Common mistakes with labels

Since the release of the Influencers AdHelp, we have seen a number of complaints regarding insufficient ad identification on influencer ad content. Some of the most common issues are outlined below.

Ad content must be identified before consumers interact further with the content. If a consumer needs to click on, listen with sound, or watch a story or swipe through photos before realising a post is an ad, this content is unlikely to be sufficiently identified.

Ad content must be identified on each post or segment of a story. The Complaints Board recently Upheld a complaint regarding an influencer who posted a series of stories on a range of activewear. The influencer spoke throughout the clips about the features and benefits of the products, with a caption included on the final segment of the story. The Complaints Board said this content was not sufficiently identified and noted that consumers may interact with the stories with the sound off, meaning a label was the most obvious way to identify the content as advertising.

Content featuring gifted products must be identified as advertising. When an influencer is gifted products and includes content featuring them, this content must be identified as advertising.

Influencers must disclose content as advertising if they have an on-going relationship with the brand. If an influencer is posting content for which they are a paid ambassador, salesperson, or receive affiliate discounts, this is considered advertising and should be disclosed as such.

New Report an Ad Process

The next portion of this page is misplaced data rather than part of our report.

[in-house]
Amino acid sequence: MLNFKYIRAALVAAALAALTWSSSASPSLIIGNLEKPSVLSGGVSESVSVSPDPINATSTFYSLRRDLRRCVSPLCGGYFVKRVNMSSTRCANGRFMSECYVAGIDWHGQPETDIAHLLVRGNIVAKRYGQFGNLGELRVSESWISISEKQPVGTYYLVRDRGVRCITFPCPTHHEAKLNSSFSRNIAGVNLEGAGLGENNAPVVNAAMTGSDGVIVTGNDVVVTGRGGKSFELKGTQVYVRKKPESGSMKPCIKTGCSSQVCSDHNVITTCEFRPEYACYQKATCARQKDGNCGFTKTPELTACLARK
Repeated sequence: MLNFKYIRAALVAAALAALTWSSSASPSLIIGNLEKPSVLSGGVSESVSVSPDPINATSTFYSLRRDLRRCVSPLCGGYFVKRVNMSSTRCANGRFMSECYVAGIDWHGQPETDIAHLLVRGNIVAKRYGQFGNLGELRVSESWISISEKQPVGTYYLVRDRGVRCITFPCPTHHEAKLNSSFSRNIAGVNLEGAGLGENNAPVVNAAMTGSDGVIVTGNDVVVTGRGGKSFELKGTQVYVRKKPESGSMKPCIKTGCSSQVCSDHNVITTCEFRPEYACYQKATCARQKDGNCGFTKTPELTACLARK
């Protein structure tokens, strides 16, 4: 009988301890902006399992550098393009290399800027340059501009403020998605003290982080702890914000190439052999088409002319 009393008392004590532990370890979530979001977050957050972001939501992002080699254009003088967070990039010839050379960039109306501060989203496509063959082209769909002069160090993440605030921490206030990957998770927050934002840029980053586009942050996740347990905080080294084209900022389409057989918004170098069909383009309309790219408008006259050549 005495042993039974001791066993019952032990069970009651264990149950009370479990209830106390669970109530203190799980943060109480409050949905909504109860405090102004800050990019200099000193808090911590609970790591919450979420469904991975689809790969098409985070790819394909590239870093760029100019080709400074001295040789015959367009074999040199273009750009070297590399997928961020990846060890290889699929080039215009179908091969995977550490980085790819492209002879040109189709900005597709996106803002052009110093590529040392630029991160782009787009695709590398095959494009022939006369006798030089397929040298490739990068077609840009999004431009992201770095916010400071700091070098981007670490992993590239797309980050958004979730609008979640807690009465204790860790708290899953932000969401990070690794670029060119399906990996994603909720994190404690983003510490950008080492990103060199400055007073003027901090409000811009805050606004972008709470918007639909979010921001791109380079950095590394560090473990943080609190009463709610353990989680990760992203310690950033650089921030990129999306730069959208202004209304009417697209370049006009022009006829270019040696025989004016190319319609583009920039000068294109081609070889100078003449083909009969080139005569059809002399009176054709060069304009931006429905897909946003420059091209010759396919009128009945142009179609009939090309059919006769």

Given the significant number of complaints the ASA receive regarding ad identification issues, the new “Report an Influencer Ad Identification Breach” process has been launched to deal with this workload. Consumers who are concerned an influencer is not sufficiently identifying their content are encouraged to report them on the new form on the ASA’s website. The ASA will prioritise reports where a pattern of behaviour is apparent and multiple examples of possible breaches are provided.

Influencers and Advertisers will then be provided the opportunity to respond to the report, explain why the content is not advertising, or settle the matter by amending or removing the advertisement. The outcome of these cases will be reported on a fortnightly basis on the ASA website.

The new process is exclusively for ad identification issues on influencer content. All complaints regarding the content of an ad, including the pictures used within an ad, will be processed through the ASA complaints process.

Need more information?

The ASA website contains a range of information on influencer ad content. Click here to view the updated Influencers AdHelp Information and a free webinar on influencer advertising. More information on the identification of advertisements is available through the ASA’s Guidance Note on Identification of Advertisements.

To support responsible advertising, the ASA runs the AdHelp Information Service, a user-pays service for advertisers, agencies and media with questions regarding advertising compliance. From general queries to questions regarding technical aspects of the Code, AdHelp can assist in guiding advertisers through Code interpretation and minimise the risk of offence.

For any further queries, please contact the ASA team at